Sounds like a stupid question doesn't it? Well, I guess the obvious answer is so they don’t die? Perhaps you would say because living things need food? Maybe you would answer because I love them and want them to be healthy and happy. All good answers, but I wonder if you ever really thought about it. I didn't I just fed my dogs because I knew they needed to eat, duh. What I didn't realize was what I put into those sweet, precious bodies would make all the difference in the world to them.
What you feed your dog is probably the MOST important part of having a healthier dog. Seems logical, right? Unfortunately, most people are unaware of the garbage that is in a lot of commercial foods. If the packaging looks pretty or there are words like “Natural”, “healthy”, and of course the sweet, happy dog on the front of the package it must be good. Maybe you are paying a little more for one brand, or your vet sells in their office? It must be the BEST for your beloved dog, right???? I mean there is NO WAY your vet is going to recommend a diet that is lacking in things your dog needs, or could be potentially dangerous? Right??? Hmmmm, well I hate to be the one to burst your bubble, but this whole pet food industry thing is more motivated about how rich they can become then how healthy the food is going to make your dogs.
If I step back for a moment and try, TRY to be open minded, so to speak, and see both sides of the coin I do understand this is America and people have all sorts of opportunities to start business and make millions of dollars. Pet food companies have the right to make money. We as consumers, and dog parents need to get smart and start reading the labels of the food we are giving our dogs. I mean, there are lots of unhealthy things for all of us on the market. We eat the wrong sorts of things, or smoke, or drink too much…however, we are not being told by our DOCTORS that it is GOOD and that we should just eat fast food and processed foods and smoke to our little heart’s content, right??? If your doctor told you that wouldn't you run out the door, maybe report him? Certainly you would assume he or she was crazy!! Why is it acceptable for veterinarians to try to persuade, sell and even prescribe food for our dogs that our nutritionally deficient? Veterinarians we trust to have our pets best interest at heart? We all know how healthy foods makes us feel good and garbage food makes us feel sluggish and gross? Our dogs are no different!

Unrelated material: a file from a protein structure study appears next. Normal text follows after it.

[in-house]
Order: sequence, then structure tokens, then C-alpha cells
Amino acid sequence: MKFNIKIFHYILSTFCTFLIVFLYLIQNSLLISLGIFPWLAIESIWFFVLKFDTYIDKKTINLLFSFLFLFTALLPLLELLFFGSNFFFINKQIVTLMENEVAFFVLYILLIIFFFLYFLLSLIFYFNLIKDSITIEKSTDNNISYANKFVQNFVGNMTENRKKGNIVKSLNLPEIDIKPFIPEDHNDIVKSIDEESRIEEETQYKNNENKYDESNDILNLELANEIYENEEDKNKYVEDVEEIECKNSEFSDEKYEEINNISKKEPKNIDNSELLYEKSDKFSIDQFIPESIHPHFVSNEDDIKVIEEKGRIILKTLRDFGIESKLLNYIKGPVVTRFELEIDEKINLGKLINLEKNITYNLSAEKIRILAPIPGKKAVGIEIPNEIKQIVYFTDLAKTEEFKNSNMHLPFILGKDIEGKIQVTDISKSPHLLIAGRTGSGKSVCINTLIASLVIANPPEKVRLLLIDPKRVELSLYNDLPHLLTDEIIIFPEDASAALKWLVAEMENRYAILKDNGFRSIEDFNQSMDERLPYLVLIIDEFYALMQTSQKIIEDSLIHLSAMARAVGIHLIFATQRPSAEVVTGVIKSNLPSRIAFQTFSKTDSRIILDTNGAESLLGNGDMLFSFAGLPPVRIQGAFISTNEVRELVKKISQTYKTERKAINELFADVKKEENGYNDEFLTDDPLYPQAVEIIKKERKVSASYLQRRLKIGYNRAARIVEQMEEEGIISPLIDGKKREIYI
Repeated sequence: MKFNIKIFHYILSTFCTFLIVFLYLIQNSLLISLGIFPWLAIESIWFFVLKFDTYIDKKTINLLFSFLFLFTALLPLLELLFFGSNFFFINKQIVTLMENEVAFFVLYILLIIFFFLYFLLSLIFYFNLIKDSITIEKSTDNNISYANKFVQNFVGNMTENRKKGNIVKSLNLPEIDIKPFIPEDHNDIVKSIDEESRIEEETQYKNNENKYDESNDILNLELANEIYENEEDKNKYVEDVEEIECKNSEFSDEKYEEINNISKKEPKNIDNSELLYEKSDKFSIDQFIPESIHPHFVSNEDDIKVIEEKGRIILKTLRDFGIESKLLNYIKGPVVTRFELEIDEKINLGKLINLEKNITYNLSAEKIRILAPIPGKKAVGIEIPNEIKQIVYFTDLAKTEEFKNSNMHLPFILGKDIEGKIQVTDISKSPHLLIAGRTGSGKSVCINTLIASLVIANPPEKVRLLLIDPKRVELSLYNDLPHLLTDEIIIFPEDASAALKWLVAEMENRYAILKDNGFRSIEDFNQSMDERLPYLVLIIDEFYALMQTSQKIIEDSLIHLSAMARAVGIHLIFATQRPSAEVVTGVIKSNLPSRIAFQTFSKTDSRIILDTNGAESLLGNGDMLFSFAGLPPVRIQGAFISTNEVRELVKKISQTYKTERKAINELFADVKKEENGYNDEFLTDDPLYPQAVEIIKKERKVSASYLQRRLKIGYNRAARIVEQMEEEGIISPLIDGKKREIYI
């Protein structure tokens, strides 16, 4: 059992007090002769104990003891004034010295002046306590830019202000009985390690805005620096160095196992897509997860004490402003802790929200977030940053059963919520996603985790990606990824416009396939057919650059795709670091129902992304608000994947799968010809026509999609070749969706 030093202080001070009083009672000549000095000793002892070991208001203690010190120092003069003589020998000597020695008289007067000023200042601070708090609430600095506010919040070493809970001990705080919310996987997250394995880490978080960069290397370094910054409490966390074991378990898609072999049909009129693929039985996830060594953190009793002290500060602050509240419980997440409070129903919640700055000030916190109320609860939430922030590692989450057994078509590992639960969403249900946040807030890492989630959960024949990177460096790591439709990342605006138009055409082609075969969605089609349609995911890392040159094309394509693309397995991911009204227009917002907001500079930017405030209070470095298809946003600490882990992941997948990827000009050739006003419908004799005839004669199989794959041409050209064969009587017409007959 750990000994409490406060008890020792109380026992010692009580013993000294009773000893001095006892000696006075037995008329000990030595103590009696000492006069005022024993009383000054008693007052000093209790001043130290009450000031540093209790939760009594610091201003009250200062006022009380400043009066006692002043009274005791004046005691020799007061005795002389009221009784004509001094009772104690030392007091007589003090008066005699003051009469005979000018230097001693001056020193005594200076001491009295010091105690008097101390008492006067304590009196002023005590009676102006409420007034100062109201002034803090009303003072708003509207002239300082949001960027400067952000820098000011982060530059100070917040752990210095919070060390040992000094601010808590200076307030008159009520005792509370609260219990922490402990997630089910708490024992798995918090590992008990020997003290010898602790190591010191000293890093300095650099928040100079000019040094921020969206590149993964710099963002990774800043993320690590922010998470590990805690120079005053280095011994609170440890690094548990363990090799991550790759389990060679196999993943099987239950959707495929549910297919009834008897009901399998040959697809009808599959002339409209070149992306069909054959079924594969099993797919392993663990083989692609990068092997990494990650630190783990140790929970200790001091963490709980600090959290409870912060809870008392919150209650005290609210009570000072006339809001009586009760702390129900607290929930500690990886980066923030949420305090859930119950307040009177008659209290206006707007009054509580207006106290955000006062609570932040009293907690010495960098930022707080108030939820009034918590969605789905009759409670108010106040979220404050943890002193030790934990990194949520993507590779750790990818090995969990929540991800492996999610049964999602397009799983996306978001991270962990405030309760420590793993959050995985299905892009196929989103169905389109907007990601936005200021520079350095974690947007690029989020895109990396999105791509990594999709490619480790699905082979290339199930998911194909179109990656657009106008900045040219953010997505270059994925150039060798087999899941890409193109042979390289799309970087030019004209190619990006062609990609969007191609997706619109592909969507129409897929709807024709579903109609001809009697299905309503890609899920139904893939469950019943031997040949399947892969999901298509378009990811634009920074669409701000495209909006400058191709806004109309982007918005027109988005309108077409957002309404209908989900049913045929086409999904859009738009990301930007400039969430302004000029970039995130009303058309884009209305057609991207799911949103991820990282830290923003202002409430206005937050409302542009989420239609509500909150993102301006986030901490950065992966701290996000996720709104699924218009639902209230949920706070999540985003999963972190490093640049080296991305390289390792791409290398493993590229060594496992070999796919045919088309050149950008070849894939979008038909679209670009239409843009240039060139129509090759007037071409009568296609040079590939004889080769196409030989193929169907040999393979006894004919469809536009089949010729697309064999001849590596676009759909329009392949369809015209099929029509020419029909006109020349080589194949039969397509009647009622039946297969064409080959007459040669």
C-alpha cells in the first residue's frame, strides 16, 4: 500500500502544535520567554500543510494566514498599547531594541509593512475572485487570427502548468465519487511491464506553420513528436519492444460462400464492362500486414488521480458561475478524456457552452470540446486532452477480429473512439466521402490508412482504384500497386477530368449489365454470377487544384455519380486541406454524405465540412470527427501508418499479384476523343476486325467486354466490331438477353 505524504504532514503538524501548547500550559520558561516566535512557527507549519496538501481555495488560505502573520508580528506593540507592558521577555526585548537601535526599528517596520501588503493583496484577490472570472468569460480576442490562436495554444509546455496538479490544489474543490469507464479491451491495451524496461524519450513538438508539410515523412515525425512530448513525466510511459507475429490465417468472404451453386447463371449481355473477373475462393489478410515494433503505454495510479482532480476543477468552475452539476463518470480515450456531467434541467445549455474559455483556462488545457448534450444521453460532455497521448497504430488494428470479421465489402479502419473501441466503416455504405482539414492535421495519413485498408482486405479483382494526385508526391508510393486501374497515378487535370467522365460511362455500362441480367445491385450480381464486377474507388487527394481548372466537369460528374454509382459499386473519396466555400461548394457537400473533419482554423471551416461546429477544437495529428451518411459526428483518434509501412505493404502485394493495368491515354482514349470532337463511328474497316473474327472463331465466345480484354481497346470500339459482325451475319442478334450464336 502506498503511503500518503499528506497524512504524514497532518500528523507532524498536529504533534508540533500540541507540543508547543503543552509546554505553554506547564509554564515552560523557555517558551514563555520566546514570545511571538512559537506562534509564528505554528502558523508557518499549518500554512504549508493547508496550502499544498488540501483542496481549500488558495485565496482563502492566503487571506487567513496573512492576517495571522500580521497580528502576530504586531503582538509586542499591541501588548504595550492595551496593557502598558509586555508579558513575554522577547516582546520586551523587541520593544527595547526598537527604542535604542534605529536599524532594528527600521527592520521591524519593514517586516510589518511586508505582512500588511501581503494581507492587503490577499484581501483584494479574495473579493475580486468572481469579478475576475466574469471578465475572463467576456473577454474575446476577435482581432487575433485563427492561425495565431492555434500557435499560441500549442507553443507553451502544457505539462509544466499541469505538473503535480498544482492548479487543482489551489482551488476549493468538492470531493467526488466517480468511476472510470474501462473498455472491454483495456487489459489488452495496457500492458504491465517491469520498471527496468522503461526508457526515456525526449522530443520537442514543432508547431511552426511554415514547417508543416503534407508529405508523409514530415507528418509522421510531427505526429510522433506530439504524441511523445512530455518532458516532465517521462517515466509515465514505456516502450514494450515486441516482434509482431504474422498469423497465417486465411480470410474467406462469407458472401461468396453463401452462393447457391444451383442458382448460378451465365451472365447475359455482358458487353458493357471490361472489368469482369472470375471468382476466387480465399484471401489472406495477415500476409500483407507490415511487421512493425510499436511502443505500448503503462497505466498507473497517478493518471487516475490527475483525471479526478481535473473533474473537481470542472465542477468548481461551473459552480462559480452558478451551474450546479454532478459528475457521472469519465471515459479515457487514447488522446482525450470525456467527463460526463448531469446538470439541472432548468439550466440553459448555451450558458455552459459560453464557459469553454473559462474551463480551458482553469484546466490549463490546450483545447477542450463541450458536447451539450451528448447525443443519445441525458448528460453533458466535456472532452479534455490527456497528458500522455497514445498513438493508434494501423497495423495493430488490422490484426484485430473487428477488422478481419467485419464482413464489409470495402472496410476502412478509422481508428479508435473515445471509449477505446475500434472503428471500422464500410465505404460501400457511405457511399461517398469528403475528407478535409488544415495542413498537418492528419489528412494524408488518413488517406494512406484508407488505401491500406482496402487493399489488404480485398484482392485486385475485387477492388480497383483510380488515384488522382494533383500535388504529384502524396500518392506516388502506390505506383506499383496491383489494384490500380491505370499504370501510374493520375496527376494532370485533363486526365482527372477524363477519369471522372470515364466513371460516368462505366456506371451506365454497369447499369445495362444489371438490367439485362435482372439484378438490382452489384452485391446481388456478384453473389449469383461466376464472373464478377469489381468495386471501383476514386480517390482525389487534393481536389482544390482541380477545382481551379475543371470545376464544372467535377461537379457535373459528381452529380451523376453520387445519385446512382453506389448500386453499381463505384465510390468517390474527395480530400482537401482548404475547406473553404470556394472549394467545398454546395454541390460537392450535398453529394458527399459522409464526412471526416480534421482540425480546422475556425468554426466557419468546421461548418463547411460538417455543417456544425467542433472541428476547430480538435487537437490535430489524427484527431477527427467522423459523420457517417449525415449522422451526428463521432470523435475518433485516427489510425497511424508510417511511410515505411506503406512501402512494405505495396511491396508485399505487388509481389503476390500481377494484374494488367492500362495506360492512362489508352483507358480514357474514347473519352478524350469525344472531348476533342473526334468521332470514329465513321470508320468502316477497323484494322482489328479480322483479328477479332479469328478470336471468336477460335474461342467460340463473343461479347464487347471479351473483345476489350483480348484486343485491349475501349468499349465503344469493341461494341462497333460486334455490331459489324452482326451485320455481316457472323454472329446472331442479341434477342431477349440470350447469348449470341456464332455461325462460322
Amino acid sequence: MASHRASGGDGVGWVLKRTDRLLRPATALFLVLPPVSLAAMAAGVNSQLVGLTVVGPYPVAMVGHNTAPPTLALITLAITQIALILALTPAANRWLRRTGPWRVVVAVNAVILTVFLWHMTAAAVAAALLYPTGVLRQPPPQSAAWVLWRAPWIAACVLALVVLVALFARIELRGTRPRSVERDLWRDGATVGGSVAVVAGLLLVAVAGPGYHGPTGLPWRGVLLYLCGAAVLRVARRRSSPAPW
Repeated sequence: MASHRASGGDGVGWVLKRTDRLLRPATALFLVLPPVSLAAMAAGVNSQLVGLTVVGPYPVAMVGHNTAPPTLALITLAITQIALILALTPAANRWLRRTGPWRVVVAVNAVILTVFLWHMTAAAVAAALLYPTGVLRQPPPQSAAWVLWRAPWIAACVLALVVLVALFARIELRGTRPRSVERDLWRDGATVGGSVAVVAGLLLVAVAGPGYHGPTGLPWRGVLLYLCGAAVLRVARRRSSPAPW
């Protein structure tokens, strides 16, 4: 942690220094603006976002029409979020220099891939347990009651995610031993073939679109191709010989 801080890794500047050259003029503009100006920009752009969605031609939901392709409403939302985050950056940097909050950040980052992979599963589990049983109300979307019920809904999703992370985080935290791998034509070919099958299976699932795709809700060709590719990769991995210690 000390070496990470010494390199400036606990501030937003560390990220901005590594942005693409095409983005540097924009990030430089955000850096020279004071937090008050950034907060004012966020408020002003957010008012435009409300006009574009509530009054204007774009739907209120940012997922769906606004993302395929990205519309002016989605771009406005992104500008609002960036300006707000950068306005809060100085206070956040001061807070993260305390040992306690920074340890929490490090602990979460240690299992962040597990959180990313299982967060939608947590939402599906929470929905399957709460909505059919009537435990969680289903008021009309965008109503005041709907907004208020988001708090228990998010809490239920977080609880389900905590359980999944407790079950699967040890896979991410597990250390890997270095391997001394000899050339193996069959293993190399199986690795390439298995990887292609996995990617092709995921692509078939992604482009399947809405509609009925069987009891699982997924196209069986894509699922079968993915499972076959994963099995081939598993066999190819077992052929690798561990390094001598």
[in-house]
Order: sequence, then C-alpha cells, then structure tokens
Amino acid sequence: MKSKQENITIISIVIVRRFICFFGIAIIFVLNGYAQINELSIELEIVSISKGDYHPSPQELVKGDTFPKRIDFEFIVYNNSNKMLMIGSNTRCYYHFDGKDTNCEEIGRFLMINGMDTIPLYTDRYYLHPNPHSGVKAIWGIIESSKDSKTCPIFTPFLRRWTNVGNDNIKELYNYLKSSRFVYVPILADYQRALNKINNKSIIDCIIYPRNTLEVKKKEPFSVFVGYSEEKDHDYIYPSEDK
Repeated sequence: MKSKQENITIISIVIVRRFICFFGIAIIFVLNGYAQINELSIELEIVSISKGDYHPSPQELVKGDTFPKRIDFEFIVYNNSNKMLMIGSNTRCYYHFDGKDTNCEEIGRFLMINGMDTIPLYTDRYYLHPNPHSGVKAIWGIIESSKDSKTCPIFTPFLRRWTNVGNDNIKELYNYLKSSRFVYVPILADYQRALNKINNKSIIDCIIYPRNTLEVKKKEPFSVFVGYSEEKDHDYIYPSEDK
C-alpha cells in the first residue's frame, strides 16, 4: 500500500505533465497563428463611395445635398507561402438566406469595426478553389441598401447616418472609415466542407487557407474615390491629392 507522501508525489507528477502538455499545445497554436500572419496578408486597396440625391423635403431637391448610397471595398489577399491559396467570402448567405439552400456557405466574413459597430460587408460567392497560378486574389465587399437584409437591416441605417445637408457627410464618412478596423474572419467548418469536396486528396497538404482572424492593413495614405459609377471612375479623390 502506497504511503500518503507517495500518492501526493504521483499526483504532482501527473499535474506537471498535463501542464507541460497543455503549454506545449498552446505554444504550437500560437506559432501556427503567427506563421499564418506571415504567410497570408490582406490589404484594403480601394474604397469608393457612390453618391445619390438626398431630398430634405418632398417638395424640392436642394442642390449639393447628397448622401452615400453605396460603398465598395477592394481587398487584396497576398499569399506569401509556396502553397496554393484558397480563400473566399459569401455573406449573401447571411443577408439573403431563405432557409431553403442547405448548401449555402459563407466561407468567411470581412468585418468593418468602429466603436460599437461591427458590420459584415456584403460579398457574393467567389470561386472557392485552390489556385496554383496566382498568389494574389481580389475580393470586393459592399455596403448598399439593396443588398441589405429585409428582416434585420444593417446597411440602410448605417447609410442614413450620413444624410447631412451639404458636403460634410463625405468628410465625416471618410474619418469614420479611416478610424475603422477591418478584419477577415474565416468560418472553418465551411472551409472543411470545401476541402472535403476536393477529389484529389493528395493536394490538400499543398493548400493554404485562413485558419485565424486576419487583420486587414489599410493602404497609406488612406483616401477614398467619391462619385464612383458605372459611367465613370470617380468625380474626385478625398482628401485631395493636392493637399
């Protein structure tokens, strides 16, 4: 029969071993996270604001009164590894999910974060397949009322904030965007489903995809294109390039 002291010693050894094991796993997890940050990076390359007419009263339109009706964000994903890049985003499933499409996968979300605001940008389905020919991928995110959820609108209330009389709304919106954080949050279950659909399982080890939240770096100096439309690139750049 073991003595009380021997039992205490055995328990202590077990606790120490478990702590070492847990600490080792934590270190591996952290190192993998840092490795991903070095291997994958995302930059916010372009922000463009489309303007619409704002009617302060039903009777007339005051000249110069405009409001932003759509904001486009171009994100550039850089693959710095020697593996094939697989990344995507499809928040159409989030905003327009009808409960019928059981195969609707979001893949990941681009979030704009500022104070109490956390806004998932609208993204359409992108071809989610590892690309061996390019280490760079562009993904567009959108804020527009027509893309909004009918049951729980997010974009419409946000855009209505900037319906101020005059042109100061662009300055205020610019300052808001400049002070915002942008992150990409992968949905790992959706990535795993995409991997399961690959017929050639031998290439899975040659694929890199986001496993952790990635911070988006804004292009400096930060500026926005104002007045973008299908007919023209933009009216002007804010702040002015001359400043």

Here is an article I read that discusses why vets should NOT be selling us dog food:
IS YOUR VET QUALIFIED TO DISPENSE NUTRITIONAL ADVICE?
This is a sensitive issue that is guaranteed to offend some people, particularly those in the profession. Nevertheless, for the sake of your dog’s health, the subject must be addressed. Should people fully trust the nutritional advice dispensed by their vets?
Most veterinarians are highly qualified individuals and are good caring people that want to help your pet; however, their qualifications are for surgery, conventional disease diagnosis and treatment, and conventional drug prescription, NOT for nutrition (although holistic vets are more aware of the importance of fresh raw foods in keeping animals healthy). When your dog is suffering from a condition that is caused by poor nutrition, how helpful is your vet going to be?
While veterinarians perform much-needed services for our pets, these services should not include a) selling pet food, and b) administering nutritional advice. Veterinarians receive very little nutritional training. The training they do receive is often advocated by or even administered by the pet food companies. Their nutritional training comes from the incorrect view that dogs can safely be maintained on a grain-based diet that is overly processed, all cooked and filled with cheap ingredients and synthetic chemicals masquerading as nutrients.
These foods are recommended even when scientific research has proven that dogs do not thrive long term on these types of diets. Perhaps that is why pets today are soft, doughy, and suffering from a variety of ailments linked to grain-rich, processed food (cancer, diabetes, arthritis, inflammatory bowel disease, seizures, liver problems, bladder problems etc.) – virtually every degenerative disease.